Beyond alerting one to regressions in a code base, well-written unit tests read like simple sentences and help those working on a project to understand what individual features do. Unit tests can also serve as great templates for documentation if they are written well as they should describe what a feature does and how it reacts to different inputs.
The VueJS documentation is excellent, but recently I decided to dig even deeper and begin exploring the source code behind Vue! The first piece of the code base I visited was the tests directory. Most of you have surely heard of Test Driven Development (TDD). Well, in this series I would like to introduce you to Test Driven Learning (TDL). The idea is to begin reading through the unit tests of the framework or library you are using early in order to gain a deeper understanding of how individual features work. TDL also has a beneficial side-effect in that it will reinforce the benefits of writing unit tests in your own projects and reveal solid testing patterns.
‘v-if’ unit tests
In this second post in the series we will take a look at the
v-if directive. The unit tests in full can be found here, but we will be walking through them piece-by-piece below. Below is the beginning of the
v-if test spec.
The first thing we notice is how similar
v-if is to
v-show. They both work on truthy and falsy values. However, the key difference jumps out at us right away as well. Whereas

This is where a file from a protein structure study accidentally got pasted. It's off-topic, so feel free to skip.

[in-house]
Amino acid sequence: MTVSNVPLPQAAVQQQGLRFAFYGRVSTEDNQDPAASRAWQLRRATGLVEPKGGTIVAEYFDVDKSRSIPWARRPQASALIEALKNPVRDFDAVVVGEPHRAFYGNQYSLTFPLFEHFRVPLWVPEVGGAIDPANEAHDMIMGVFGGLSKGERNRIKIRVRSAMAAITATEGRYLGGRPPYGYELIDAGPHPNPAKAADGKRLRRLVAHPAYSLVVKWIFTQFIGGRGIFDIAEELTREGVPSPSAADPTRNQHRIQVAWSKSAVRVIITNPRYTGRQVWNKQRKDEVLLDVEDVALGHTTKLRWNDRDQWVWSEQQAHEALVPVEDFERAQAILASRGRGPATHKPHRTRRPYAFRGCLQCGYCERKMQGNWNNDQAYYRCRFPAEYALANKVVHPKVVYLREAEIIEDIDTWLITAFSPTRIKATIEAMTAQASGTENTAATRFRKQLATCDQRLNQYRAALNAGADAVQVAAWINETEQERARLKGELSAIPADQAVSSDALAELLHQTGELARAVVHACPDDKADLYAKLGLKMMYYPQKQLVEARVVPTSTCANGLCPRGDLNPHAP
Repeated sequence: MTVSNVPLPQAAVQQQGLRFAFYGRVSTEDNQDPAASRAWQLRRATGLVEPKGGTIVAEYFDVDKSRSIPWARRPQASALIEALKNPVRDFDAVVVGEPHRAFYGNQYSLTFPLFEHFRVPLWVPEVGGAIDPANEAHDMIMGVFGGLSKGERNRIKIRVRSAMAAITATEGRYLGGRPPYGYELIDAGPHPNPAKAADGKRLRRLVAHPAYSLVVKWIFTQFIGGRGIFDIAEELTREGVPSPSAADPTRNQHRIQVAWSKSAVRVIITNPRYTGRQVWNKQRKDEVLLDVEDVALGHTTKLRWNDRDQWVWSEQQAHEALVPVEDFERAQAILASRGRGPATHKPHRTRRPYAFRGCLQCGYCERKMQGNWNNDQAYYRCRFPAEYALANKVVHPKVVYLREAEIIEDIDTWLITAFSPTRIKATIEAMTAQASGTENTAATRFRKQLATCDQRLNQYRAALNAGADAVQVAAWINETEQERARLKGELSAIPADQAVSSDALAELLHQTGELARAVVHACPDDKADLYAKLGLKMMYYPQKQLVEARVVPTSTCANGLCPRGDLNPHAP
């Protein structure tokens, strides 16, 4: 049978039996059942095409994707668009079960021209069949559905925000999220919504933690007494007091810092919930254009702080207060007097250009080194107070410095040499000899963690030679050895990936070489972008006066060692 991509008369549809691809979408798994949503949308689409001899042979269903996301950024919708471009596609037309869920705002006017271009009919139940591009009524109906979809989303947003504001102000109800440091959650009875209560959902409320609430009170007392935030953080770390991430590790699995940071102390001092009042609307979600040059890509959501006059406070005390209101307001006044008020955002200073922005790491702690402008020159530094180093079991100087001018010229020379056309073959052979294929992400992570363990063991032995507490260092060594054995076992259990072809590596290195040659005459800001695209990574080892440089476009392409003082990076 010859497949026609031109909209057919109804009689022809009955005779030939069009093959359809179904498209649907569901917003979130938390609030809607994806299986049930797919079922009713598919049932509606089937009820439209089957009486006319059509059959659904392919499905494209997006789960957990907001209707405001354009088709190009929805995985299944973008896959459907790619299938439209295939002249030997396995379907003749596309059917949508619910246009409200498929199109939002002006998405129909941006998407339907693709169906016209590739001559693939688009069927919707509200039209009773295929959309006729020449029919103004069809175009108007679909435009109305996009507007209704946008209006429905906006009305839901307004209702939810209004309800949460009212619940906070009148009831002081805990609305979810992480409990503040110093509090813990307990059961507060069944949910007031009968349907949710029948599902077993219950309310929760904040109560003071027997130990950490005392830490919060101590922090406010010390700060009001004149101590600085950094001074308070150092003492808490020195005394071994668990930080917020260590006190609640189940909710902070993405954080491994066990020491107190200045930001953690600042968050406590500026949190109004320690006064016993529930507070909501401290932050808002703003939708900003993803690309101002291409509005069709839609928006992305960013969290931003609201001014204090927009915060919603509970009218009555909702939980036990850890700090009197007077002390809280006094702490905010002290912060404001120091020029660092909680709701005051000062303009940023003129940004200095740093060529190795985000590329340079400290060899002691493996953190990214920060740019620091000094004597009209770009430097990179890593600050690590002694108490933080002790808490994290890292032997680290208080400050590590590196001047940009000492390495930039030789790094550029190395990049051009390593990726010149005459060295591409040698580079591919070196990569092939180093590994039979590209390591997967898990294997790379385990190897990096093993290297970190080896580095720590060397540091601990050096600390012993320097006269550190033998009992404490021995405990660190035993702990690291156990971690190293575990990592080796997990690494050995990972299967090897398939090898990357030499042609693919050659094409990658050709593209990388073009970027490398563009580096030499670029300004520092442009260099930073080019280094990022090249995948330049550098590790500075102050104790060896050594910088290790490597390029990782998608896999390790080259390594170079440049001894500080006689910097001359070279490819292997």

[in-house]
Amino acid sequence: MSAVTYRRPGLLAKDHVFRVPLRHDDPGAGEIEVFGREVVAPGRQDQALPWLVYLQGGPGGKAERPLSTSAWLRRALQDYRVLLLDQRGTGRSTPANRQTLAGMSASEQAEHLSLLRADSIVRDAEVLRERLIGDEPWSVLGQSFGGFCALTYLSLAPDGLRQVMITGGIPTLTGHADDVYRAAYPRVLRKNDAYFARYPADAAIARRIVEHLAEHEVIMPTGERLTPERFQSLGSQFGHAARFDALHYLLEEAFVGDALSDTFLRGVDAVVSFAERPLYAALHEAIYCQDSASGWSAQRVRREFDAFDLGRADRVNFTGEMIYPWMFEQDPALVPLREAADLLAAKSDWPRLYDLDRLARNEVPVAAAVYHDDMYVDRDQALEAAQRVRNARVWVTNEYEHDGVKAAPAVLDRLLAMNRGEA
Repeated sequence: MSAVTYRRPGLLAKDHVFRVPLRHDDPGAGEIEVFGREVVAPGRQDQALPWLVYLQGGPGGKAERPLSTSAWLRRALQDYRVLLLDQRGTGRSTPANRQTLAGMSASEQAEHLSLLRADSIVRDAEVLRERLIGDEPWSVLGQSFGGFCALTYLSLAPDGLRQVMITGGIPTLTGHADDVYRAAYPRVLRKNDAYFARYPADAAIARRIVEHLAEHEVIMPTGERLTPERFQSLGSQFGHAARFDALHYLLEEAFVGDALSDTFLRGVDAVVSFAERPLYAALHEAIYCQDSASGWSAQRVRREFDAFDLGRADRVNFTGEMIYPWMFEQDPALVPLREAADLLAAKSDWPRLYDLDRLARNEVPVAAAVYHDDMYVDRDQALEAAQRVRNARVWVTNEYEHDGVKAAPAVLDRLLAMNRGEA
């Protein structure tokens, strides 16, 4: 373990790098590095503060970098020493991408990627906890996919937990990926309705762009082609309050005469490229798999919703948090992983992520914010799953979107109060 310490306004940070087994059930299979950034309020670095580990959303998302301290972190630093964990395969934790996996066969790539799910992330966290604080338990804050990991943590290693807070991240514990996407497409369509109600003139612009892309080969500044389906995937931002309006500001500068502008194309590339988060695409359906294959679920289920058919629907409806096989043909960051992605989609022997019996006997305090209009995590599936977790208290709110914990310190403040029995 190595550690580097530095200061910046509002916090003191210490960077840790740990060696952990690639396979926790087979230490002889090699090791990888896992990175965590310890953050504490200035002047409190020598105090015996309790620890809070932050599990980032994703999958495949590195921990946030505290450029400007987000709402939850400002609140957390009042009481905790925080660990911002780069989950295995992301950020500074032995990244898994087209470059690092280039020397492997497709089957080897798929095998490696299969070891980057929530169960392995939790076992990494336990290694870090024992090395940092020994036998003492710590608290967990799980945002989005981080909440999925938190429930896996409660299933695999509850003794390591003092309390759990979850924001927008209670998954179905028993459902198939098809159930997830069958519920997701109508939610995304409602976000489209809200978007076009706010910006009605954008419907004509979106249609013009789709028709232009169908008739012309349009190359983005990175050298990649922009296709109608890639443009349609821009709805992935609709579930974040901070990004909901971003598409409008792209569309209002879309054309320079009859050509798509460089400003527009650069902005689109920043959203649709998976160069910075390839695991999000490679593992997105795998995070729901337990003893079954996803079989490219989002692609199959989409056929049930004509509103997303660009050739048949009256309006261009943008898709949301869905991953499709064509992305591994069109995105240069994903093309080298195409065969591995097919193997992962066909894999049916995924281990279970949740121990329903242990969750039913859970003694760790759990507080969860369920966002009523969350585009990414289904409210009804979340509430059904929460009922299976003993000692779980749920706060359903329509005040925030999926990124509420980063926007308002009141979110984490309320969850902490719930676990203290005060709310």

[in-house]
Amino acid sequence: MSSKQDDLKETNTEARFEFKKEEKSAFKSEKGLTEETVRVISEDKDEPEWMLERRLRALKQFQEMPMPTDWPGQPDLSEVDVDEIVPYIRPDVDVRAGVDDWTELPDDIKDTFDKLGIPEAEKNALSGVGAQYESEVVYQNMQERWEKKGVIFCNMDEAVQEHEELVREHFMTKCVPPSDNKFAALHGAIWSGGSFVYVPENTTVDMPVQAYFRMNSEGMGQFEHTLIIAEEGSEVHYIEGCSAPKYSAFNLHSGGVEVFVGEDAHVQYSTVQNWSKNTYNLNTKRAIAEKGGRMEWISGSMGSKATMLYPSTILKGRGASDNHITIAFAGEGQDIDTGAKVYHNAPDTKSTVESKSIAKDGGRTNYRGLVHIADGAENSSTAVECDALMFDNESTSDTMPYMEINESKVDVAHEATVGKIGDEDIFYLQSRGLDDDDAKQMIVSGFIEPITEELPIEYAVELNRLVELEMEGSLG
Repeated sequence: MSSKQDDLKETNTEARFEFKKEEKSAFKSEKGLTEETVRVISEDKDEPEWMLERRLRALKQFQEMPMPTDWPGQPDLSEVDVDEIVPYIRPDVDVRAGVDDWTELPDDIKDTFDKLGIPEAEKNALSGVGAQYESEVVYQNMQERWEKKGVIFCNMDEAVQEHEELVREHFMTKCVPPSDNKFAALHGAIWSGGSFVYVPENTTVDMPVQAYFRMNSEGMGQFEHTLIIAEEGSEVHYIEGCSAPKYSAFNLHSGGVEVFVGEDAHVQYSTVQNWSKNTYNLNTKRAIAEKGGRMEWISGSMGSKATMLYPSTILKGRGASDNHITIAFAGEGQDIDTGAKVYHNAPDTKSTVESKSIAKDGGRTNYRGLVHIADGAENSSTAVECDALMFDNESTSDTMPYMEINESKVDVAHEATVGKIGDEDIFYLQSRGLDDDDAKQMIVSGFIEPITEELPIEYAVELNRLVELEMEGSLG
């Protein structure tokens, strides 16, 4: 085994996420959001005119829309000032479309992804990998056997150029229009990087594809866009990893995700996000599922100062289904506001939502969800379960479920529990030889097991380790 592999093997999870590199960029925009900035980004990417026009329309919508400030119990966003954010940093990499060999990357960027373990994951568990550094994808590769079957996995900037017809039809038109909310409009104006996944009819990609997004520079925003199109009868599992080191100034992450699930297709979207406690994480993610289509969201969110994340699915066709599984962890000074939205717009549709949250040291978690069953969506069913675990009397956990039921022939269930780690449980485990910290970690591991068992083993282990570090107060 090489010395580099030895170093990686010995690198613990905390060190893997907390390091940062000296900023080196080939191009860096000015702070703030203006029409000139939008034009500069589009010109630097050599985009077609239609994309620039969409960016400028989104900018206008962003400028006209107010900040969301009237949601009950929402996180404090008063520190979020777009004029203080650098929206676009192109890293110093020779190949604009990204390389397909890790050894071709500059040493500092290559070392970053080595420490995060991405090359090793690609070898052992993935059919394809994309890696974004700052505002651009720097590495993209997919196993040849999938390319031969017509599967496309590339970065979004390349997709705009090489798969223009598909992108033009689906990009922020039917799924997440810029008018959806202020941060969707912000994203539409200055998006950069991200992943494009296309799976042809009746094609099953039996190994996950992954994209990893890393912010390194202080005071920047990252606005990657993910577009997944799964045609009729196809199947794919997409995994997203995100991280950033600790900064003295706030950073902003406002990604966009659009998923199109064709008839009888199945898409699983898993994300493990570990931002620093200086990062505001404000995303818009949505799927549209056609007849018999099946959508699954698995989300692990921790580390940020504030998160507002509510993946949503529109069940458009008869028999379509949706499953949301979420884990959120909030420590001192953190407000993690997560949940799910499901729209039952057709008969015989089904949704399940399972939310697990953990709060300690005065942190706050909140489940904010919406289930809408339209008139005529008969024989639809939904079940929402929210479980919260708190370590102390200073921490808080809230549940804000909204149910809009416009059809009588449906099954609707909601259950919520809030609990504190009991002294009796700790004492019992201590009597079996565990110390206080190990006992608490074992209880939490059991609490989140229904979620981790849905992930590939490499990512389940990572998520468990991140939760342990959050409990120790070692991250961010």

v-show set the CSS property
display: none to hide an element,
v-if removes the element from the DOM and replaces it with a comment (
This is a very important difference and gives us a big hint as to when we should choose
v-show and vice-versa. If we do not expect the value bound to
v-show to change often, if at all,
v-if is the best choice from an efficient rendering standpoint. However, if we expect this value to change fairly frequently (a toggle for example) then we should lean toward
v-show performs better in these situations because its
display property is simply toggled rather than the entire block of HTML being destroyed and re-rendered. This information becomes clear as you compare the
v-show unit tests before reading any documentation. Pretty cool!
Clearly the variable tied to
v-if could change throughout the lifecycle of a component. So what happens as
v-if evaluates to different values? The next set of tests explain this in detail!
The beginning of this set of tests reveals what we may have expected: as
foo is toggled from “truthy” to “falsy values ”the UI toggles from rendering the
span to removing it from the DOM. If you already checked out the
v-show post, this will all look familiar as it tests the same values.
The next set of tests introduces the
v-else directive and we see it added to the sibling of the span
v-if appears on. The tests are identical to the “truthy”/”falsy” tests we just saw above with one key difference. It appears that, thanks to the presence of
v-else, when the value bound to
v-if is “falsy”, the
span with the
v-else directive is rendered. Nice! So rather than adding a
<span v-if=”!foo”>bye</span>, we can simply utilize the
The final block of this section of tests introduces another directive:
v-else-if. This directive is bound to a different variable, in this case
bar. As we can see through the tests: if
foo is “truthy” it is rendered, if
foo is “falsy” but
bar is “truthy”
bar is rendered, and if both are “falsy” the element containing
v-else is rendered. So these tests reveal that the behavior of
v-if can be expanded by using
v-else. We can check multiple bound variables and the first one which evaluates to a “truthy” value will be rendered.